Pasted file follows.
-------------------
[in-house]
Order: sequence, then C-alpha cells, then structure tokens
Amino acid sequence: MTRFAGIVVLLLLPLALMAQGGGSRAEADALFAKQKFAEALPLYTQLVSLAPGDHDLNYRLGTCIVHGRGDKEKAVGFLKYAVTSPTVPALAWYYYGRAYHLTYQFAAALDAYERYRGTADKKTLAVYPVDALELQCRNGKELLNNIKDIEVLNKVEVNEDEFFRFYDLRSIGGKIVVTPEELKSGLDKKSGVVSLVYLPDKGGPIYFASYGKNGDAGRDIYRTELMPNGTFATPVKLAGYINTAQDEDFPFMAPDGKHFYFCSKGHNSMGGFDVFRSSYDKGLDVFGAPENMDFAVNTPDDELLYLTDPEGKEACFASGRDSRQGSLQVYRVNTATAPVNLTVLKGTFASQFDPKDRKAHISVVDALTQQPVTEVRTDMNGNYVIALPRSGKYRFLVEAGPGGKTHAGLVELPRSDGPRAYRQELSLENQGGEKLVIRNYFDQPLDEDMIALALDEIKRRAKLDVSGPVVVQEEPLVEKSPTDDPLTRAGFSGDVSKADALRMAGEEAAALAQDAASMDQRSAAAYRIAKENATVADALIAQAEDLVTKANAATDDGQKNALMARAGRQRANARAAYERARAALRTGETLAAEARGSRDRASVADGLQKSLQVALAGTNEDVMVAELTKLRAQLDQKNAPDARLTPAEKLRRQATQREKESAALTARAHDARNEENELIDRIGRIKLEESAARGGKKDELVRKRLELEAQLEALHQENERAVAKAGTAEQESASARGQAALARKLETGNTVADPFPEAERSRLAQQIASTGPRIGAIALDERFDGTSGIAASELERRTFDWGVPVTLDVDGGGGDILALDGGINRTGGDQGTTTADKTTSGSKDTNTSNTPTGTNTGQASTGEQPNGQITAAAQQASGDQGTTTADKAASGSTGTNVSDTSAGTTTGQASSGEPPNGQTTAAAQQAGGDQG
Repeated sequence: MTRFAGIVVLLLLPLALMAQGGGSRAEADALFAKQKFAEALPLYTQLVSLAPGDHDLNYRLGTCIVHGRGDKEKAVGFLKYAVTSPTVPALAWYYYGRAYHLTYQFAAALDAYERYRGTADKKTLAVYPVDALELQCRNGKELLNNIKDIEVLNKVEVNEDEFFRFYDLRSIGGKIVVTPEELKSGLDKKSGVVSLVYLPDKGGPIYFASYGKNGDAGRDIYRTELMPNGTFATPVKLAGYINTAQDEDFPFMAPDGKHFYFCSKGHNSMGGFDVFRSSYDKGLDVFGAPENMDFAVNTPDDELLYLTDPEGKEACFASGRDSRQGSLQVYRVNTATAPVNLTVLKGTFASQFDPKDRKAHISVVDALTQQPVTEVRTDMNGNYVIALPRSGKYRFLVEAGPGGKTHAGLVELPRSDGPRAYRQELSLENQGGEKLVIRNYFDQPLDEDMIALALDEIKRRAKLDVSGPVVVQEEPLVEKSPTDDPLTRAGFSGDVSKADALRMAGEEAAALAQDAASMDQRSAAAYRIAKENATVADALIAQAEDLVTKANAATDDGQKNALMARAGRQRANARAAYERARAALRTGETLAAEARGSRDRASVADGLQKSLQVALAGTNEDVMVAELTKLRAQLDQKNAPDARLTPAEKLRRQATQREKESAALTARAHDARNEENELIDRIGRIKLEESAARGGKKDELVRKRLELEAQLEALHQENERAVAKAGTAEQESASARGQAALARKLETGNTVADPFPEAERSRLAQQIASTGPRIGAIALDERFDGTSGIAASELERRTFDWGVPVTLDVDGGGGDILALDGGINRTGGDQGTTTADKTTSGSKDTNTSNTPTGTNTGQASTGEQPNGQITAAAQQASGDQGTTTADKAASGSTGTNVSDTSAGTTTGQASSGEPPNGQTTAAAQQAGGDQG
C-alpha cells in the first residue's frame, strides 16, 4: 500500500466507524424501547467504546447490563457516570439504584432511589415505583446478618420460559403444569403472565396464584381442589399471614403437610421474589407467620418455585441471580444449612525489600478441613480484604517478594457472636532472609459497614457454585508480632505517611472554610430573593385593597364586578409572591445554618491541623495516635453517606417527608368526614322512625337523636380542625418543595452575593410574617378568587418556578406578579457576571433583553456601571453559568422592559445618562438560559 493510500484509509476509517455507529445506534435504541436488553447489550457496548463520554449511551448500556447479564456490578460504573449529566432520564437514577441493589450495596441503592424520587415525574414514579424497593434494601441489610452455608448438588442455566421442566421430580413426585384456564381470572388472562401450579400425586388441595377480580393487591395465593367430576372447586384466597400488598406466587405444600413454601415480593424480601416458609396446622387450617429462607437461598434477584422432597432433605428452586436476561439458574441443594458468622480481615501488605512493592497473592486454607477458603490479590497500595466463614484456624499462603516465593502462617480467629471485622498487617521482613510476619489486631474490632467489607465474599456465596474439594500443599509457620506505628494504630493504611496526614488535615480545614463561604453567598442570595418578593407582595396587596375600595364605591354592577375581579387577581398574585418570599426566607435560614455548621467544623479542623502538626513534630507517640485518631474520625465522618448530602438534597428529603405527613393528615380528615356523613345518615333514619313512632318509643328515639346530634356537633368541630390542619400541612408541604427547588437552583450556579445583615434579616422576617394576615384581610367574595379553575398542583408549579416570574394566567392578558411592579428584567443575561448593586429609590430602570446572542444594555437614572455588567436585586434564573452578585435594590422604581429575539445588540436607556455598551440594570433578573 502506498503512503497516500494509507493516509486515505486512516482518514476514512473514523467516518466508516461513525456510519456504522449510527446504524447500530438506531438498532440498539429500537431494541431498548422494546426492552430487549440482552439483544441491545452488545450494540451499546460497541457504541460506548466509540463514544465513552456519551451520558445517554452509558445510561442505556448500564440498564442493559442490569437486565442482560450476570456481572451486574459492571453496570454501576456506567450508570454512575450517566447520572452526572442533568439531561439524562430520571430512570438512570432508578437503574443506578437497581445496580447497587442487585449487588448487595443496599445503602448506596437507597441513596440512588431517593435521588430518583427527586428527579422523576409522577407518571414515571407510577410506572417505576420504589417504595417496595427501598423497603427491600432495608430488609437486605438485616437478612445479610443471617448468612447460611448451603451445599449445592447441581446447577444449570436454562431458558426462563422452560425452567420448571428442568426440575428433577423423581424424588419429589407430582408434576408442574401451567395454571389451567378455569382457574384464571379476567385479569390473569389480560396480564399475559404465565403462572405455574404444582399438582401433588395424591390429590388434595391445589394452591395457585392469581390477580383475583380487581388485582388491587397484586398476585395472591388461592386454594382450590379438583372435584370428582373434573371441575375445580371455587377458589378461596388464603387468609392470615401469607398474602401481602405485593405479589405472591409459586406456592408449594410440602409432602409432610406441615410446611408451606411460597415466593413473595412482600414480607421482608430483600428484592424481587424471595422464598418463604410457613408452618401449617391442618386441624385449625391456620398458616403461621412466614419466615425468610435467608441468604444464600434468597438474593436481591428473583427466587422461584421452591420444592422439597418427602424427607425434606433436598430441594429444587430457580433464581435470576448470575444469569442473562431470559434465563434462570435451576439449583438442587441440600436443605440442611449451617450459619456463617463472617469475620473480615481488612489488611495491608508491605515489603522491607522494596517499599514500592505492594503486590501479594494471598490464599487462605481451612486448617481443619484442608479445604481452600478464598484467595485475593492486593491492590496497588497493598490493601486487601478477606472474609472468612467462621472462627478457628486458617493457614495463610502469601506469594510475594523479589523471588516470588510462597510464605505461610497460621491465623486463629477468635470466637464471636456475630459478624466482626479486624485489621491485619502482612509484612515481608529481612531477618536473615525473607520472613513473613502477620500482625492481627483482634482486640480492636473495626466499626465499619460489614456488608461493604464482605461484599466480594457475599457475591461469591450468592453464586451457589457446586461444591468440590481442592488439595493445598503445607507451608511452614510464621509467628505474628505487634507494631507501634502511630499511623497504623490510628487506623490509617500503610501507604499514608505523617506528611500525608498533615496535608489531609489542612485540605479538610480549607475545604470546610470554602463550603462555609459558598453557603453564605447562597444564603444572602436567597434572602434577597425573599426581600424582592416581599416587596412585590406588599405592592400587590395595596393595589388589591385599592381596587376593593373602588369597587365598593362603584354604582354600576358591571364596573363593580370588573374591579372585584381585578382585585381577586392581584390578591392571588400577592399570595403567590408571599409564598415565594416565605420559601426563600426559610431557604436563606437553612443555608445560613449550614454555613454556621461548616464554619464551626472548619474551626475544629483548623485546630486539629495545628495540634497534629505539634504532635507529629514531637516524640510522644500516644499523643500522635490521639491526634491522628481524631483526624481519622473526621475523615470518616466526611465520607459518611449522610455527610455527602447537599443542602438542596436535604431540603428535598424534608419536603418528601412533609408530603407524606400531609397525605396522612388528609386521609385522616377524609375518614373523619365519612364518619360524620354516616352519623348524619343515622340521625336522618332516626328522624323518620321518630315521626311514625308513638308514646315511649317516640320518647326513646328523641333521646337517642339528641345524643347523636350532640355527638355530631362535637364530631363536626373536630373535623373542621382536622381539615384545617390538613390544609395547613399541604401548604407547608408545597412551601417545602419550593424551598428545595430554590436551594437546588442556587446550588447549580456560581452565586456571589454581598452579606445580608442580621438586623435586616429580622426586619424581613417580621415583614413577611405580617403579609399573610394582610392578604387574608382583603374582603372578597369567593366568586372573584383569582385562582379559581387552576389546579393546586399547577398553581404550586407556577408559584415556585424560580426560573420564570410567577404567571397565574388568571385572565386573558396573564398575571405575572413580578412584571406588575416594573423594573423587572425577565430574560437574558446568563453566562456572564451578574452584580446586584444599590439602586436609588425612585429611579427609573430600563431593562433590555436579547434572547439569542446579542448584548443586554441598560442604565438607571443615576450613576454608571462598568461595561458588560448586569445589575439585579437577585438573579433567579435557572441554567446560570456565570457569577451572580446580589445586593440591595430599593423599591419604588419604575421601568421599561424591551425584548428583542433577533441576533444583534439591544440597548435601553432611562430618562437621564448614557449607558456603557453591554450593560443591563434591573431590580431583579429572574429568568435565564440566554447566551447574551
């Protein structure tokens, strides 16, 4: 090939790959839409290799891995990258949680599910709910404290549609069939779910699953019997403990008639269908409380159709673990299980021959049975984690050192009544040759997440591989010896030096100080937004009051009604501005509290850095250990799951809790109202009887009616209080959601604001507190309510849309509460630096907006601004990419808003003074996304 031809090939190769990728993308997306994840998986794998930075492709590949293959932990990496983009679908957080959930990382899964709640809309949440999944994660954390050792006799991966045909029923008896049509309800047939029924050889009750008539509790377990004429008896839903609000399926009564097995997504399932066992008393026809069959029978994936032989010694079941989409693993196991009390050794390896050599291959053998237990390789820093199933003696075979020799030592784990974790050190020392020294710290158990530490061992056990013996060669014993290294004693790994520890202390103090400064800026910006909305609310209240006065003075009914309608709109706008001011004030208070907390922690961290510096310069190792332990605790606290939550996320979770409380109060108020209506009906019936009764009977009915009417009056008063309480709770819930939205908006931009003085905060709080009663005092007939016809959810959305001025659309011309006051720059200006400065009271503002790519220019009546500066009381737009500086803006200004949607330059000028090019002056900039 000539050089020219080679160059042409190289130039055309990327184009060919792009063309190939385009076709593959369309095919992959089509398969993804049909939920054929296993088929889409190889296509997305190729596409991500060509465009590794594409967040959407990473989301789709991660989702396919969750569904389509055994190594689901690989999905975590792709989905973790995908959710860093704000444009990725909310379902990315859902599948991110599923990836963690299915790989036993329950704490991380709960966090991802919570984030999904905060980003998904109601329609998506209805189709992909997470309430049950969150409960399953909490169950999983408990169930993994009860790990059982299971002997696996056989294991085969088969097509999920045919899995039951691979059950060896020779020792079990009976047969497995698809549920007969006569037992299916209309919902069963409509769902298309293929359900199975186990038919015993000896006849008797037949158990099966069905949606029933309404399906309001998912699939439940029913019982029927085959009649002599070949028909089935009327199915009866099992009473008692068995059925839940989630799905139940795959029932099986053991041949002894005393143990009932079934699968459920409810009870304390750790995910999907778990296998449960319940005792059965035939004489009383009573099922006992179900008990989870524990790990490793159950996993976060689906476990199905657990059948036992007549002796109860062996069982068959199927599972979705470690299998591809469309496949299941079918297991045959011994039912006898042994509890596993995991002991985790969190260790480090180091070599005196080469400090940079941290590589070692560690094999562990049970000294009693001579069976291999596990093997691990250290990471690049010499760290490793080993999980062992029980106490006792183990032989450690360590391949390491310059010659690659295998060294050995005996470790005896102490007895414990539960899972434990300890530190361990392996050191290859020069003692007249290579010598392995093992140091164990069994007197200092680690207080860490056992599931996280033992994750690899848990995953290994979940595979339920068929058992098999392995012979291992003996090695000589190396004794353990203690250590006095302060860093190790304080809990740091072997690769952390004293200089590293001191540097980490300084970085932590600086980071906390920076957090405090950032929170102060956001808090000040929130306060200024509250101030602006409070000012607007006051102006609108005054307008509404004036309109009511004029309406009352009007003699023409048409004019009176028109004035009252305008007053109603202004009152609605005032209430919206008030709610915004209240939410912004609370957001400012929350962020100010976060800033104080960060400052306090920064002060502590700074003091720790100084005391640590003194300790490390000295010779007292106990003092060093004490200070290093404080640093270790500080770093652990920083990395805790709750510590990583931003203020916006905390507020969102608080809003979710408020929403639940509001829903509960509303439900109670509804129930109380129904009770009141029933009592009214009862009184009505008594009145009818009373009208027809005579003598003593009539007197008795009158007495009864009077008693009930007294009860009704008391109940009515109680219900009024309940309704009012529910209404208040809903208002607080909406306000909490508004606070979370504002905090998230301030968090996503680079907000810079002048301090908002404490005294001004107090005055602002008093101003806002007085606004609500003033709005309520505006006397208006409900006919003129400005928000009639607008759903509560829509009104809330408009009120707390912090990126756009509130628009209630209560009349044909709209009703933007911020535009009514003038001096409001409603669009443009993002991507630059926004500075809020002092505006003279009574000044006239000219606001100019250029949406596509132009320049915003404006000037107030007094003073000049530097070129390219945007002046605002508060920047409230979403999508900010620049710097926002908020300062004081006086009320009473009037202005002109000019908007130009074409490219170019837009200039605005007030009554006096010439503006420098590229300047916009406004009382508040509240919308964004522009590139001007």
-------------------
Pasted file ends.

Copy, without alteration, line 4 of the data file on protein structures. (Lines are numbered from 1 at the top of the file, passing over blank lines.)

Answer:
Repeated sequence: MTRFAGIVVLLLLPLALMAQGGGSRAEADALFAKQKFAEALPLYTQLVSLAPGDHDLNYRLGTCIVHGRGDKEKAVGFLKYAVTSPTVPALAWYYYGRAYHLTYQFAAALDAYERYRGTADKKTLAVYPVDALELQCRNGKELLNNIKDIEVLNKVEVNEDEFFRFYDLRSIGGKIVVTPEELKSGLDKKSGVVSLVYLPDKGGPIYFASYGKNGDAGRDIYRTELMPNGTFATPVKLAGYINTAQDEDFPFMAPDGKHFYFCSKGHNSMGGFDVFRSSYDKGLDVFGAPENMDFAVNTPDDELLYLTDPEGKEACFASGRDSRQGSLQVYRVNTATAPVNLTVLKGTFASQFDPKDRKAHISVVDALTQQPVTEVRTDMNGNYVIALPRSGKYRFLVEAGPGGKTHAGLVELPRSDGPRAYRQELSLENQGGEKLVIRNYFDQPLDEDMIALALDEIKRRAKLDVSGPVVVQEEPLVEKSPTDDPLTRAGFSGDVSKADALRMAGEEAAALAQDAASMDQRSAAAYRIAKENATVADALIAQAEDLVTKANAATDDGQKNALMARAGRQRANARAAYERARAALRTGETLAAEARGSRDRASVADGLQKSLQVALAGTNEDVMVAELTKLRAQLDQKNAPDARLTPAEKLRRQATQREKESAALTARAHDARNEENELIDRIGRIKLEESAARGGKKDELVRKRLELEAQLEALHQENERAVAKAGTAEQESASARGQAALARKLETGNTVADPFPEAERSRLAQQIASTGPRIGAIALDERFDGTSGIAASELERRTFDWGVPVTLDVDGGGGDILALDGGINRTGGDQGTTTADKTTSGSKDTNTSNTPTGTNTGQASTGEQPNGQITAAAQQASGDQGTTTADKAASGSTGTNVSDTSAGTTTGQASSGEPPNGQTTAAAQQAGGDQG